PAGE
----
Breast Cancer Scare
The words "breast cancer" strike fear into everyone who comes in contact with them. One out of eight women will get breast cancer, and it won't be a pleasant experience. But breast cancer is not the death sentence it once was, and the best way to survive is to catch it very early.
My experience with breast cancer began between Thanksgiving and Christmas. I had my first mammogram, and the imaging center wanted me to have more pictures taken. I was surprised, as I felt great, had no family history, and had an active, healthy lifestyle, but I figured it was just benign cysts, which do run in my family.
Right after the more sensitive pictures, the doctor told me something didn't look right, and she wanted to do a biopsy. It was scheduled the day after Christmas, and I was told to wear an exercise bra and comfortable clothing that was easy to remove. There would be about an hour of a little pinching, poking, slight discomfort, and a possibility of bruising, but I should be able to resume my normal activities the following day.
Did they ever play down the reality! My biopsy was three hours of excruciating pain while the technicians tried to find a way to get to the tissue that didn't look normal. Apparently my tissue was very dense and the abnormal tissue was in a place that was hard to get to. My breast was black, blue, purple, and green for a month and the incisions bled for a week. I was told my family doctor would have me make an appointment when the results were in and sent on my way.
I cried as I drove home. I had tried to keep a positive attitude, but I was in so much pain and feeling so down. I looked out the window at people going about normal activities, and thought that yesterday I had been one of them. Then, my tears turned to laughter as I spotted a man with a serious case of butt crack wrestling with his garbage cans.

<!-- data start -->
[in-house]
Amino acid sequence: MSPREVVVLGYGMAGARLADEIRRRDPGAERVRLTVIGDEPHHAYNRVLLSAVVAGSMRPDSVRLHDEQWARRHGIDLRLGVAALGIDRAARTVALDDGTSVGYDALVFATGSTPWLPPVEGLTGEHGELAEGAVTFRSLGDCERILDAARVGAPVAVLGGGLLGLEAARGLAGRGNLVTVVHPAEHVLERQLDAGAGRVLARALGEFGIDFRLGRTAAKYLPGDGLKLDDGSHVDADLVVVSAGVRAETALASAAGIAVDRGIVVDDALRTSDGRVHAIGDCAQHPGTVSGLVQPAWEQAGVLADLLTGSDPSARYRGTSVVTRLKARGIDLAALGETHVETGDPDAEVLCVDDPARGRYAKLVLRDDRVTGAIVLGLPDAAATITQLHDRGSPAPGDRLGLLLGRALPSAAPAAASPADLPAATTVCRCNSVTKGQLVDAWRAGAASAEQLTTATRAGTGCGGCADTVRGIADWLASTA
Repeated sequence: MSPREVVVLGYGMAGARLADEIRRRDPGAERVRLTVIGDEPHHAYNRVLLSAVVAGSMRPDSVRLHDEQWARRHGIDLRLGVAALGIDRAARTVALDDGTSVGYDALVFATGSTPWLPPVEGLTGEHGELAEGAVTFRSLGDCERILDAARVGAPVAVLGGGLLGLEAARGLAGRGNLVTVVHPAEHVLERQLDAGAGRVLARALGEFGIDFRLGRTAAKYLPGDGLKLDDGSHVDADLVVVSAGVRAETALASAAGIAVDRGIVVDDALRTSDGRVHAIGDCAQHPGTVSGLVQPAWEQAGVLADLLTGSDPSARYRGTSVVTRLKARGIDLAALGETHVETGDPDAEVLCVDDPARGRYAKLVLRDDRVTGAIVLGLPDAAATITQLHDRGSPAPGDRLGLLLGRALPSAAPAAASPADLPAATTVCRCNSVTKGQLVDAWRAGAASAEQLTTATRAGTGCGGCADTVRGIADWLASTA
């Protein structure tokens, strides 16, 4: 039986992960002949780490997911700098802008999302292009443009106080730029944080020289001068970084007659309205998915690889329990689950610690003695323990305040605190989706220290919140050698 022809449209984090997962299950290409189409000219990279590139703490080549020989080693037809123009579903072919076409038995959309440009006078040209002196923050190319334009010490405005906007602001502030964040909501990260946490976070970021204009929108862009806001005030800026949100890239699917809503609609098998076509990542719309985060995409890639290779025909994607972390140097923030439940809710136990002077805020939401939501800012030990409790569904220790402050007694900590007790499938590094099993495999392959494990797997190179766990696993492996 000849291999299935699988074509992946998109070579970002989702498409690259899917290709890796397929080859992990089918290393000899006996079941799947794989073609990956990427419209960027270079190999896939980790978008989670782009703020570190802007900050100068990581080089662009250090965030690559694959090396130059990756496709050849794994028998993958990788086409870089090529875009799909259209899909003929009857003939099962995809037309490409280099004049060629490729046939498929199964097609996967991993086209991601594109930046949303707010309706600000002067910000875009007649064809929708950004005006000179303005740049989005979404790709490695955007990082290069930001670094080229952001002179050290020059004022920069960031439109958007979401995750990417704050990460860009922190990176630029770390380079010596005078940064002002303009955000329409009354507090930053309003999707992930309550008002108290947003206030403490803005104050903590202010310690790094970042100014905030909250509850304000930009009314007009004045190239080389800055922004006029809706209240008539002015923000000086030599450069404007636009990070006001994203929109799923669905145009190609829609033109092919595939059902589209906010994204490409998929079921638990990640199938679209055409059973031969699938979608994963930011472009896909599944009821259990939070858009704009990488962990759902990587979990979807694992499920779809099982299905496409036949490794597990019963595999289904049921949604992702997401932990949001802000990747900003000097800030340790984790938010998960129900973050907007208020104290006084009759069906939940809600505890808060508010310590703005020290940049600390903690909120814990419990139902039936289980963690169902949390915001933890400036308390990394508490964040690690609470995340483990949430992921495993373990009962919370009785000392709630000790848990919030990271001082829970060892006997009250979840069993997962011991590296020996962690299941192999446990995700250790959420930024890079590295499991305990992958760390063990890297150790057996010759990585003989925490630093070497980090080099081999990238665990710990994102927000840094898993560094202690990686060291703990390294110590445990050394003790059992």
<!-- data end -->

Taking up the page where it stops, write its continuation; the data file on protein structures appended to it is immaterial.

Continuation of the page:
My parents, husband and daughters were furious with me fo driving alone to the biopsy. I didn't think it was going to be a big deal, so when each of them mentioned taking me, I told them the other had offered. Note to self: don't ever do that again.
I made an appointment with my family doctor. After a long wait, the medical assistant informed me that the insurance the company I worked for (which changed in January) was not accepted and the doctor refused to see me. When I asked for my results, she hesitated, then led me to an office to speak to another doctor in the clinic.
The strange doctor was very kind as she explained that the breast biopsy showed cells dividing rapidly. This is an indication of cancer, but without more tissue samples, they couldn't tell for sure. She wanted to set an appointment with a surgeon, and she chose the one in my area that was supposed to be the best.
But seeing the best involved a wait. As a matter of fact, during my first appointment with the surgeon, I never met him. He left for an emergency and one of his associate's made arrangements in his behalf. During my second appointment with him, he shook my hand and rattled off a two minute spiel about surgery to remove the whole area of the breast with the questionable cells, then disappeared before I could ask any questions. The third contact with the surgeon was during surgery, and I was already unconscious when he arrived. My health and future were in the hands of a stranger, but he was highly recommended.
The surgery, my family told me, went well. I never did see the surgeon again. When I went to his office for results, the associate I spoke to during my first visit brought a pile of papers into the room, shoved them into my hands, and said "Here." As I began to read, he flipped the papers to the last page and told me, "This is what you want to know." I began to read the words "atypical lobular hyperplasia with microcalcification" and thought, those are the terms from my first biopsy. I looked at the associate, who impatiently informed me, "There's no more cancer. It's gone. It's good news."
I've since heard of good experiences patients have had being a part of a cancer team. That would have been nice, but I'm happy that it's not going to be necessary for me. I'll go in every 6 months for my mammograms even though my insurance won't pay for it. I'll eat the food recommended to prevent breast cancer. And I'll thank God every day that I was one of the few whose abnormal cells were found early enough to avoid the necessary but uncomfortable procedures to kill cancer cells and keep them from coming back. That blessing makes the impersonal ordeal well worth it.
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